During my last trip to Tokyo – the workshop and the couple of spare days I had – one of the things I’d always wanted to do is find a bit of urban oasis in the concrete jungle of the city. It seems that the Japanese apply the same sort of perfection to their landscaping as they do to just about everything else – even though it seems at times that some parts of the composition may be chaotic, it’s probably intentional. On a more practical note, the gardens were used to provide easy perspective practice for that portion of the workshop. We visited Koishikawa garden near Iidabashi station – a little mini-enclave with several distinctively different areas to provide some variety.
Personally, I was just happy to enjoy the flawless green grass of the Imperial Palace East Garden – open to the public, and supposedly with regular lunchtime concerts (though I was there at the appointed place and time, I guess it must have been the wrong day). One of the photographic ideas I continued to explore here (and you may have seen some evidence of this in my past work already) was layering and the use of projected surrealism – spot the Monet-a-like, and homages to Chinese painting in the fish. Though I like this for my personal work, I’ve yet to see any commercial potential here…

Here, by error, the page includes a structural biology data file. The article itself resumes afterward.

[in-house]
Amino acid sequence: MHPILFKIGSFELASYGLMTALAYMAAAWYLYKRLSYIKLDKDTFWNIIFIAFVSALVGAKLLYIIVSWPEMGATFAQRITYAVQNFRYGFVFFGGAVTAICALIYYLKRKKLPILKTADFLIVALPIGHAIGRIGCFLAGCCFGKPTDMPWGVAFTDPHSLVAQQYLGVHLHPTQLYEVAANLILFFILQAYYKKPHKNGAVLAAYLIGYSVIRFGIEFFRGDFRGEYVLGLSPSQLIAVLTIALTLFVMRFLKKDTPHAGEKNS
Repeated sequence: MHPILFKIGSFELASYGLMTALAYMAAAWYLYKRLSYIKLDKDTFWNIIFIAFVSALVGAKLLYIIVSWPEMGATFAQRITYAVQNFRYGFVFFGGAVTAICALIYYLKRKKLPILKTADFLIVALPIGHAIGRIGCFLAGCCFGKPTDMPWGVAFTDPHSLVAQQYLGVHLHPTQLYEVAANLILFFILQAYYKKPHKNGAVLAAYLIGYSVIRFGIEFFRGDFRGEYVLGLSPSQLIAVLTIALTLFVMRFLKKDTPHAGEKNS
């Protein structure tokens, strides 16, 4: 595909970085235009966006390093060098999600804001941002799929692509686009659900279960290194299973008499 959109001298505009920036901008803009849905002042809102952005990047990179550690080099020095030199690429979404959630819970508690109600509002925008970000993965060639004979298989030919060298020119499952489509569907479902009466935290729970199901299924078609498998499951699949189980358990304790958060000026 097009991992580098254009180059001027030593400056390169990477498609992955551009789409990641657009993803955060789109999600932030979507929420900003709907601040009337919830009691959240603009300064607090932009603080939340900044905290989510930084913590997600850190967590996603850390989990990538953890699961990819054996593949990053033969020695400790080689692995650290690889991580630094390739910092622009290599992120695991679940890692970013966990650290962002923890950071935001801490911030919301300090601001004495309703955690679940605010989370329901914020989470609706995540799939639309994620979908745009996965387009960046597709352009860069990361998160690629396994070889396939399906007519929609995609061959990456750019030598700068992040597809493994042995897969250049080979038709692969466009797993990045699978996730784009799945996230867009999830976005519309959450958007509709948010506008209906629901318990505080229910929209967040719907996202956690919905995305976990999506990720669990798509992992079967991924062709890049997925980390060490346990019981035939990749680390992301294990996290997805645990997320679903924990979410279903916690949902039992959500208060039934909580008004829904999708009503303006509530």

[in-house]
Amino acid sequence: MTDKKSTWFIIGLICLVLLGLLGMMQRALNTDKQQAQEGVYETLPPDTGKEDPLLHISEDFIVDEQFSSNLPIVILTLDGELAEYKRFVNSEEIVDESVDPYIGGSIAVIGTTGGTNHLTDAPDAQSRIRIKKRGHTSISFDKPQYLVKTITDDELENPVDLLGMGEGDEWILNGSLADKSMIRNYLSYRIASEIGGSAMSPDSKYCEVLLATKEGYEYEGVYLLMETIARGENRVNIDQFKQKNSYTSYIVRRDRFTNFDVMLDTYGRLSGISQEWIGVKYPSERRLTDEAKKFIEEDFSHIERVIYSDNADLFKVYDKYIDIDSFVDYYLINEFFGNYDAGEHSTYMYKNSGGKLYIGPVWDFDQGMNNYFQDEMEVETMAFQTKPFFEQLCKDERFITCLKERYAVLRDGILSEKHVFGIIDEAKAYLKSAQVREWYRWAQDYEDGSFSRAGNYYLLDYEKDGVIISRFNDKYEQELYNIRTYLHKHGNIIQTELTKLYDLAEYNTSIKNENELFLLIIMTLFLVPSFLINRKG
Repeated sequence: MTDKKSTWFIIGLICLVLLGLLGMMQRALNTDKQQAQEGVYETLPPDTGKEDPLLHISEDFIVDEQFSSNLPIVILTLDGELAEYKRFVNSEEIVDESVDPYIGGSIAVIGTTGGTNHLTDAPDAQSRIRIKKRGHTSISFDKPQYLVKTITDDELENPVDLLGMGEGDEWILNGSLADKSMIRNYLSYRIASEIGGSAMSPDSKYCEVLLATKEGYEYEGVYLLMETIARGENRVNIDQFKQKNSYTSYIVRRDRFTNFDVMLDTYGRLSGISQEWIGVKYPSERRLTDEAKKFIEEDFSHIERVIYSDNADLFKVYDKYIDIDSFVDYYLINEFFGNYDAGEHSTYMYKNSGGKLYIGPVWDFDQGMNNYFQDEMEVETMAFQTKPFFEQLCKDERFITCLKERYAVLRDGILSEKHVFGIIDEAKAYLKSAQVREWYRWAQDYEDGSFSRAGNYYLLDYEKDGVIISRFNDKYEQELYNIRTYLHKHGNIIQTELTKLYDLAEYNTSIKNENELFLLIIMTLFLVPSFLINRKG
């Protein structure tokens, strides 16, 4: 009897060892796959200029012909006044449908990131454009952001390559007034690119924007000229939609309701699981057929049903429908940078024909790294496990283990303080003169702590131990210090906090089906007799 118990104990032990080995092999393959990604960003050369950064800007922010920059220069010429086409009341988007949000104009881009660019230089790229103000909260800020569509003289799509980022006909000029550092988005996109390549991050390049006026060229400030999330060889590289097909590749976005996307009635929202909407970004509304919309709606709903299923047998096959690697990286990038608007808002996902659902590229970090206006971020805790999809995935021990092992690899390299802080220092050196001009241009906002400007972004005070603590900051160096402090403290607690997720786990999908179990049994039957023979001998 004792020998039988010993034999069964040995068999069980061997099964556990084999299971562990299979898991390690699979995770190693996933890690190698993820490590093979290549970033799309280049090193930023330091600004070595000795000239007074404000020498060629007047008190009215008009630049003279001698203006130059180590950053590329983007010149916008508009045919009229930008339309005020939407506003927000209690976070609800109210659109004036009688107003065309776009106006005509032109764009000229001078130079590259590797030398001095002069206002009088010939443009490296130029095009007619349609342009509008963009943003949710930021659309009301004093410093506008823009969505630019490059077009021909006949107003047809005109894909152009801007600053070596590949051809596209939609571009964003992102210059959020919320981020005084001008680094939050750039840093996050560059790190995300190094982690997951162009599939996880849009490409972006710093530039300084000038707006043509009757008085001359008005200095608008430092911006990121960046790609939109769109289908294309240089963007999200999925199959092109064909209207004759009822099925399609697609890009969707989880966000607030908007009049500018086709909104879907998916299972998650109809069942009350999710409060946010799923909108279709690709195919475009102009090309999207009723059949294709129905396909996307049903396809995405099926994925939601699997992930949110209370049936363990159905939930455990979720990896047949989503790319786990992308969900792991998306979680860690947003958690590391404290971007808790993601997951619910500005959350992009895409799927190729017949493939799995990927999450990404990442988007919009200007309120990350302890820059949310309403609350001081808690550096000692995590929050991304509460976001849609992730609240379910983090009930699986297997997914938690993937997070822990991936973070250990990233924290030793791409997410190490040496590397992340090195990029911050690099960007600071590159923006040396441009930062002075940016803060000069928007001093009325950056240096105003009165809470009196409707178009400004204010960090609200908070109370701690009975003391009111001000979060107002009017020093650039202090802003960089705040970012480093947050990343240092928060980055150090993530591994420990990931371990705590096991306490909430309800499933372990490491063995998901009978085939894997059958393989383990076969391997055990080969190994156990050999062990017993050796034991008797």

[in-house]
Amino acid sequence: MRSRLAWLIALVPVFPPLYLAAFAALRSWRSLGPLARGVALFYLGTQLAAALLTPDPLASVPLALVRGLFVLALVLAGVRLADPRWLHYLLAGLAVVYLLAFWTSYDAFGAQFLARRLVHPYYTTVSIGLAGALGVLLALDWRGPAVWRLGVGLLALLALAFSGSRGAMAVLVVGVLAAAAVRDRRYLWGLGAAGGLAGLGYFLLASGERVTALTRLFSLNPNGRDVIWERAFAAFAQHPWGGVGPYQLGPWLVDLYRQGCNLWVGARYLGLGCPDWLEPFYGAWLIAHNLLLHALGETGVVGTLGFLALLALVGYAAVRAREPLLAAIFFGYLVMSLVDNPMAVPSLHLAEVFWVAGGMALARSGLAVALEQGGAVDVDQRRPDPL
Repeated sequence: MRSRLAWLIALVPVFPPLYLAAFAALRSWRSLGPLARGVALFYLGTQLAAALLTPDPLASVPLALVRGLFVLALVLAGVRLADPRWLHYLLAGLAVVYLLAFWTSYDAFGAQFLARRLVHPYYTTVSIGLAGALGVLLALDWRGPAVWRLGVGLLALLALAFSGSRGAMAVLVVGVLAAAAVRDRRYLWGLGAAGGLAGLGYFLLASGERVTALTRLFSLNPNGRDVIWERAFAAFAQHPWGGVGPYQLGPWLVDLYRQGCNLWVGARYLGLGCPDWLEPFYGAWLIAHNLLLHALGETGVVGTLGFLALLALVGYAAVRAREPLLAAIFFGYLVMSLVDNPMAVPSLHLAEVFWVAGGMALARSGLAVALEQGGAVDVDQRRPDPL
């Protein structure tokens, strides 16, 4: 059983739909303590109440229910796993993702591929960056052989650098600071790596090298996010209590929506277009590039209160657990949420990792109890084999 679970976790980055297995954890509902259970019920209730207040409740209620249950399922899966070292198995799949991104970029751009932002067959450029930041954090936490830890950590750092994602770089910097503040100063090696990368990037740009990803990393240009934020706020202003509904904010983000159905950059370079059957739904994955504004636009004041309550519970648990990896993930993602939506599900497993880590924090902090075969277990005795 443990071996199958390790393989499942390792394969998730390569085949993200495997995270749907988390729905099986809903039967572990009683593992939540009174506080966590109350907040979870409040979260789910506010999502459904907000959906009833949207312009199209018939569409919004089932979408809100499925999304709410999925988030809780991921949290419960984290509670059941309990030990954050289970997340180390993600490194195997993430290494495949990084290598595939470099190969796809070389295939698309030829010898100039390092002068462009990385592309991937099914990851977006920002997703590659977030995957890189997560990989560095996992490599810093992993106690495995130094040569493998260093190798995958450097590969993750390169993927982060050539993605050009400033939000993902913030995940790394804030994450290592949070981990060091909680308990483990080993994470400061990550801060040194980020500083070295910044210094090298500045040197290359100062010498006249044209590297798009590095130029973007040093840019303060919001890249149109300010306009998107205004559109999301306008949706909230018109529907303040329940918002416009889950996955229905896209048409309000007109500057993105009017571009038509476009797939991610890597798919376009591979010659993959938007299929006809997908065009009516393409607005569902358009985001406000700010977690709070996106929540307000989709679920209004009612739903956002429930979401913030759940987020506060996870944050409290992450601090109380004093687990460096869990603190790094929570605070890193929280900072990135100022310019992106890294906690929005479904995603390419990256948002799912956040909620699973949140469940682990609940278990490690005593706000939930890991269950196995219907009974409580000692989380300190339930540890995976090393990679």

Thoughts and comments welcome as always; you can click the images to view larger versions via the flickr landing page, plus EXIF data if you click on the right column (‘The photo taken with an XXX’).
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